Static map of meuse data set.

For the next example, transform Auckland’s Maunga Whau volcano data set into a static map. First define a georeferenced raster layer object for the volcano’s topographic information.

m <- t(datasets::volcano)[61:1, ]
x <- seq(from = 6478705, length.out = 87, by = 10)
y <- seq(from = 2667405, length.out = 61, by = 10)
r <- raster::raster(m, xmn = min(x), xmx = max(x), ymn = min(y), ymx = max(y),
                    crs = "+init=epsg:27200")

Next, plot a map from the gridded data and include a color key beneath the plot region.

credit <- paste("Digitized from a topographic map by Ross Ihaka",
                "on a grid with 10-meter by 10-meter spacing.")
explanation <- "Elevation on Auckland's Maunga Whau volcano, in meters."
inlmisc::PlotMap(r, xlim = range(x), ylim = range(y), extend.z = TRUE,
                 pal = terrain.colors, explanation = explanation, credit = credit,
                 shade = list(alpha = 0.3), contour.lines = list(col = "#1F1F1F"),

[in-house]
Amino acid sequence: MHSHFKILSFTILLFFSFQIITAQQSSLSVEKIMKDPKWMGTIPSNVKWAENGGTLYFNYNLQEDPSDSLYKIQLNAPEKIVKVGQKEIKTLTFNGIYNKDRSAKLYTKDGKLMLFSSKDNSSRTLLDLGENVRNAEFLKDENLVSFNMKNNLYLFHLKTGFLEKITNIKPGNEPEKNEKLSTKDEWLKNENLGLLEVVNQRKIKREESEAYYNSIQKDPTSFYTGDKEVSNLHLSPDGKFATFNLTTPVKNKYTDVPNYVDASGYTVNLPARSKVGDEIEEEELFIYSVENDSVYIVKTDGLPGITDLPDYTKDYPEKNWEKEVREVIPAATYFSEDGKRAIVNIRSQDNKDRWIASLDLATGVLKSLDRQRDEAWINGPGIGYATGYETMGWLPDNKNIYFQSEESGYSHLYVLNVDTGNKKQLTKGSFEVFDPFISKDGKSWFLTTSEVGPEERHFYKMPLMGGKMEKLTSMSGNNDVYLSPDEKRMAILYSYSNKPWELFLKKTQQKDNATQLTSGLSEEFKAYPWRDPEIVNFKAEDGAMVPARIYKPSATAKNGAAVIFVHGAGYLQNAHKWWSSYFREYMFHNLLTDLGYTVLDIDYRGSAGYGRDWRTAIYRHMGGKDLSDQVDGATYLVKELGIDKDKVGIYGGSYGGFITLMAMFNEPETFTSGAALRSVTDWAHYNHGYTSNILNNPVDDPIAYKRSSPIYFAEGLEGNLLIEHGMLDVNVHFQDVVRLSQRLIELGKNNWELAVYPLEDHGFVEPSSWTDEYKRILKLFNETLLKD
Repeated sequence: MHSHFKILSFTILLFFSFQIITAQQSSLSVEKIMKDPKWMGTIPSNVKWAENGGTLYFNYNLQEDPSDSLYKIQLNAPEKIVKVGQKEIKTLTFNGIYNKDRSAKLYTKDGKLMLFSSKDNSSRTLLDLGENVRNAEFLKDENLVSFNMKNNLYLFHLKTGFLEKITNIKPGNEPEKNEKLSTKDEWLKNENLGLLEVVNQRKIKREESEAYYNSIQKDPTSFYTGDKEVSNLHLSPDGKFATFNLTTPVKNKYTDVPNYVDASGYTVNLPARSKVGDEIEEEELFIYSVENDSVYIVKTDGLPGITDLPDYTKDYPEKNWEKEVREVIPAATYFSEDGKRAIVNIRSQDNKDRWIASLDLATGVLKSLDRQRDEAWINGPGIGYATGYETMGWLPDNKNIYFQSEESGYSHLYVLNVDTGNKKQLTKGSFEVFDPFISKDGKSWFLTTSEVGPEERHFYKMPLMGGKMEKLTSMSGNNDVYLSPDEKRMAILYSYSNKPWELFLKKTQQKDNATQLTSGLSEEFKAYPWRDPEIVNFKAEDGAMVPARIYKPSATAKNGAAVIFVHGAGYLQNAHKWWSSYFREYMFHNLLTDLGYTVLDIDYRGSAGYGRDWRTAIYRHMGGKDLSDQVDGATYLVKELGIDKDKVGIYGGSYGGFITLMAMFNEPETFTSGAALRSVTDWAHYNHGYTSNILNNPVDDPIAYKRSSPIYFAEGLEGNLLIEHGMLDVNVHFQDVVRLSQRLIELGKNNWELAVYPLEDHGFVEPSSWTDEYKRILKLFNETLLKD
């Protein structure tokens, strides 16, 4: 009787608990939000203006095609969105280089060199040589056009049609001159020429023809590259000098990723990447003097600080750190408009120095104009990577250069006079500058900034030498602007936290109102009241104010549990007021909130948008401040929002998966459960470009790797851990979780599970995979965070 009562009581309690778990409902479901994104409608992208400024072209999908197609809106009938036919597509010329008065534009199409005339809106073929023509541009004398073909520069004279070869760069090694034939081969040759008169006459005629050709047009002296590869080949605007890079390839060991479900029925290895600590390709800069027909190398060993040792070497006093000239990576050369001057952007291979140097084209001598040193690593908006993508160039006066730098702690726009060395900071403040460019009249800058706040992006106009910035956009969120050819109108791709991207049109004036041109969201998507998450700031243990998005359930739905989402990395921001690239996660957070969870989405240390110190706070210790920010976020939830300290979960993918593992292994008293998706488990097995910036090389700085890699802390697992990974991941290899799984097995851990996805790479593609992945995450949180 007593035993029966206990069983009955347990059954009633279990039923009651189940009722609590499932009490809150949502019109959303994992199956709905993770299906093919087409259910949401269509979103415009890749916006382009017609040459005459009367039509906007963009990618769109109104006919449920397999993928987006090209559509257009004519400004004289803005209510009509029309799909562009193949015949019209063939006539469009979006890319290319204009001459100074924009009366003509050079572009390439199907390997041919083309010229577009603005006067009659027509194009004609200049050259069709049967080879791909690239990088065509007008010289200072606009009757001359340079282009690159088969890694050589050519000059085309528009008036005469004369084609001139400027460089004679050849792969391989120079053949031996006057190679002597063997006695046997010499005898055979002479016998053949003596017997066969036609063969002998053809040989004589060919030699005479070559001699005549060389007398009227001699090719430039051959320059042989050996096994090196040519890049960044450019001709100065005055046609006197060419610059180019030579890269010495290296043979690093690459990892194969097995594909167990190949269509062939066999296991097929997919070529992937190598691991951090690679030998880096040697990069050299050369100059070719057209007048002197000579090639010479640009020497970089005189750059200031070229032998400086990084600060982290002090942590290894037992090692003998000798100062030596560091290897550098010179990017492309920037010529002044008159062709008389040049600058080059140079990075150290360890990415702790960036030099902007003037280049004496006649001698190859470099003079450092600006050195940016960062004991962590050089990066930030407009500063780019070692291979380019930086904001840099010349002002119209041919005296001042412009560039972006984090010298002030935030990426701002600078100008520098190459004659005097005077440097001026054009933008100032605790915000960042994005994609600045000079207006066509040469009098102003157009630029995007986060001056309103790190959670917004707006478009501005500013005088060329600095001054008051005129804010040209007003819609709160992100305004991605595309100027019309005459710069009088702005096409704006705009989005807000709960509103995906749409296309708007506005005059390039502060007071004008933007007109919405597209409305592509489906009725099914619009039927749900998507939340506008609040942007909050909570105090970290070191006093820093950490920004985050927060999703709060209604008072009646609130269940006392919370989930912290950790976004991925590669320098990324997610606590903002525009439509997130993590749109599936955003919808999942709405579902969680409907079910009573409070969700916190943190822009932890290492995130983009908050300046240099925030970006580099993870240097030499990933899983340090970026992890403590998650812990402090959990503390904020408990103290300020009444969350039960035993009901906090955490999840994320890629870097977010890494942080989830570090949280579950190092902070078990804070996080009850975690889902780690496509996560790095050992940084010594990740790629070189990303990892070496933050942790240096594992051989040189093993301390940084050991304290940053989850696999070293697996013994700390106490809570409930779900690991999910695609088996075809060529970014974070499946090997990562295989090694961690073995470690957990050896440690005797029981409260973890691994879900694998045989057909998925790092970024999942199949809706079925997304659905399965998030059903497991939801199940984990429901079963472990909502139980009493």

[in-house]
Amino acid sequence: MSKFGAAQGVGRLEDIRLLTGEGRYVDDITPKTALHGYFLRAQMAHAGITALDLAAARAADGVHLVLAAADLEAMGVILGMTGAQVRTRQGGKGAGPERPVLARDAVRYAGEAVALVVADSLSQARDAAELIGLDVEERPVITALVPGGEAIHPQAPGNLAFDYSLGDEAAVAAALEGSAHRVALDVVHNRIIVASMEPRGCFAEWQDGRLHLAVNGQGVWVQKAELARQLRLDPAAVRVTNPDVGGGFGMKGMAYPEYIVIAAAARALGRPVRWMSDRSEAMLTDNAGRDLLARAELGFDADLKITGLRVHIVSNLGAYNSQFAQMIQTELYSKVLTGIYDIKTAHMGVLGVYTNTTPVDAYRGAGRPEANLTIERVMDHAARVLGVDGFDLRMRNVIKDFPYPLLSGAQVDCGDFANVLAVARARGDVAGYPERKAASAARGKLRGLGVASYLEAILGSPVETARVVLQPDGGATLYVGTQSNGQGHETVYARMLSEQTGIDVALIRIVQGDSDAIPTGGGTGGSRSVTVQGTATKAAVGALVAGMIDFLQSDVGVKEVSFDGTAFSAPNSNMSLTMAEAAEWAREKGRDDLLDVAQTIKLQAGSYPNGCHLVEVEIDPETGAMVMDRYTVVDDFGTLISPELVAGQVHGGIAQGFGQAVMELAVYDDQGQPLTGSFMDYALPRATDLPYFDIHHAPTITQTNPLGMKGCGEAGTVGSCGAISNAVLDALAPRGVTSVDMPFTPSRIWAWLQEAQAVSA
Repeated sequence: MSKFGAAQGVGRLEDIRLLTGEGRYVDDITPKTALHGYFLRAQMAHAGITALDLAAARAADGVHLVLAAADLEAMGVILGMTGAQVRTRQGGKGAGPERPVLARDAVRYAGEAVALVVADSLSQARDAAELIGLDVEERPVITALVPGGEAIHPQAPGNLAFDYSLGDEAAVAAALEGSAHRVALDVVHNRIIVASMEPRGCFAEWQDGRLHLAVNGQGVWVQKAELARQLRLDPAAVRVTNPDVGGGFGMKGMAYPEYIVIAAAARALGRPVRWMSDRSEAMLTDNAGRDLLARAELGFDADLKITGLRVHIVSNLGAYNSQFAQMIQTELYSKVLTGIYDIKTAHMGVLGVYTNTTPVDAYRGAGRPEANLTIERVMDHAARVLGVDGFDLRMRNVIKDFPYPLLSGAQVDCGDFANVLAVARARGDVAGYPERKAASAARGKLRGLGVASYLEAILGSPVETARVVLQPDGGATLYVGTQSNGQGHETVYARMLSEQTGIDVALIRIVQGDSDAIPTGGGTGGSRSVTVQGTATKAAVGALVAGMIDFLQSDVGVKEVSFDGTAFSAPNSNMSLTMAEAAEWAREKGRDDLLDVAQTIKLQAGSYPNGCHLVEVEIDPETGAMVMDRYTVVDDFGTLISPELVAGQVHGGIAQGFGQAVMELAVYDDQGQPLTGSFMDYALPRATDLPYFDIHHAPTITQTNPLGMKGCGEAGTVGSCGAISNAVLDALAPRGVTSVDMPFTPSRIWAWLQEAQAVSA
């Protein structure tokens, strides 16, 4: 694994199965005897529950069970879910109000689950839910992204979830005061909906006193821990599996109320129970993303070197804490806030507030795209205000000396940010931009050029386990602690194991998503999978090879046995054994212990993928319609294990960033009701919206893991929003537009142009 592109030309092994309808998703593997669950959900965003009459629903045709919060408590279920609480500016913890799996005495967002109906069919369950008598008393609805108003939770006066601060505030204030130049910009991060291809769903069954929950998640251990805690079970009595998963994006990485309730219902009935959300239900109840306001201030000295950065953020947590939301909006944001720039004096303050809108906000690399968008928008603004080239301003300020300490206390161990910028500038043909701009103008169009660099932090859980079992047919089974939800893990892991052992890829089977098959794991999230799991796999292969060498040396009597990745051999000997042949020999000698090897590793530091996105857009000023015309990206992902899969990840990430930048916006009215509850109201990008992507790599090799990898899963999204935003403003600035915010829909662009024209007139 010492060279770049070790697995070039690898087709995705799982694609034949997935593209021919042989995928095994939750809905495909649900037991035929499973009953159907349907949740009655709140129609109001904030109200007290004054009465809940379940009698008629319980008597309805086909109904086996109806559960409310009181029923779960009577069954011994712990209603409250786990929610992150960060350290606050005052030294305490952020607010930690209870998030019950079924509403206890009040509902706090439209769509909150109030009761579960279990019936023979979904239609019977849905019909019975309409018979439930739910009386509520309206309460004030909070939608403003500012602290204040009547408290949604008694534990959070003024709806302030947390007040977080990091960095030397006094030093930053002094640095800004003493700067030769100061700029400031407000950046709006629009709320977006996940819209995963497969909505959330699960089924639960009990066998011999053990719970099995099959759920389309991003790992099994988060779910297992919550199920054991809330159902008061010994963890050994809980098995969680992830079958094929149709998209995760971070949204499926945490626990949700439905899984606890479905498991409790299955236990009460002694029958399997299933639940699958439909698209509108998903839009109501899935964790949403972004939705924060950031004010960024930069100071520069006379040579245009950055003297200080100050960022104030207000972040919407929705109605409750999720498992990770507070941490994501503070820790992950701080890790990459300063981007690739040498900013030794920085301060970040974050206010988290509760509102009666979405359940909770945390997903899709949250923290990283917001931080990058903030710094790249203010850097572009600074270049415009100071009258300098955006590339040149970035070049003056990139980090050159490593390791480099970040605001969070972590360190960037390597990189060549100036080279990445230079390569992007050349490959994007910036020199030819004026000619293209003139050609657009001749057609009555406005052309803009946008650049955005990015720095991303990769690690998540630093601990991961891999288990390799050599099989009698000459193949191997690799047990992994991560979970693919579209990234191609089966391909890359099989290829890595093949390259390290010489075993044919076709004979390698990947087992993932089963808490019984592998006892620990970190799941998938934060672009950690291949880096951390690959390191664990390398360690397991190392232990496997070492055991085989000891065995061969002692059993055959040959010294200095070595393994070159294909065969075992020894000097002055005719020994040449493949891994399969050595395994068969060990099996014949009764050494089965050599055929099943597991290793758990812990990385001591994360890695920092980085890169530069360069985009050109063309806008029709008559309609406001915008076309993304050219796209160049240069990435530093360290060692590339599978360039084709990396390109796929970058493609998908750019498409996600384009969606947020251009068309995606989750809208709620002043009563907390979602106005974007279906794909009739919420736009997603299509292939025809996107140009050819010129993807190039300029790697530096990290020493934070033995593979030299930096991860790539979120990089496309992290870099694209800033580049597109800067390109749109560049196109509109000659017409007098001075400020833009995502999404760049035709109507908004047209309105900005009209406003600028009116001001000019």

useRaster = TRUE)

Static map of valcano data set.

One thing you may have noticed is the white space drawn above and below the raster image. White space that results from plotting to a graphics device using the default device dimensions for the canvas of the plotting window (typically 7 inches by 7 inches). Because margin sizes are fixed, the width and height of the plotting region are dependent on the device dimensions—not the data.

If a publication-quality figure is what you’re after, never use the default values for the device dimensions. Instead, have the PlotMap function return the dimensions that are optimized for the data. To do so, specify an output file using the file argument. The file’s extension determines the format type (only PDF and PNG are supported). The maximum device dimensions are constrained using the max.dev.dim argument—a vector of length 2 giving the maximum width and height for the graphics device in picas. Where 1 pica is equal to 16 of an inch, 4.23 millimeters, or 12 points. Suggested dimensions for single-column, double-column, and sidetitle figures are c(21, 56), c(43, 56) (default), and c(56, 43), respectively.

out <- inlmisc::PlotMap(r, xlim = range(x), ylim = range(y), extend.z = TRUE,
                        pal = terrain.colors, explanation = explanation,
                        credit = credit, shade = list(alpha = 0.3),
                        contour.lines = list(col = "#1F1F1F"),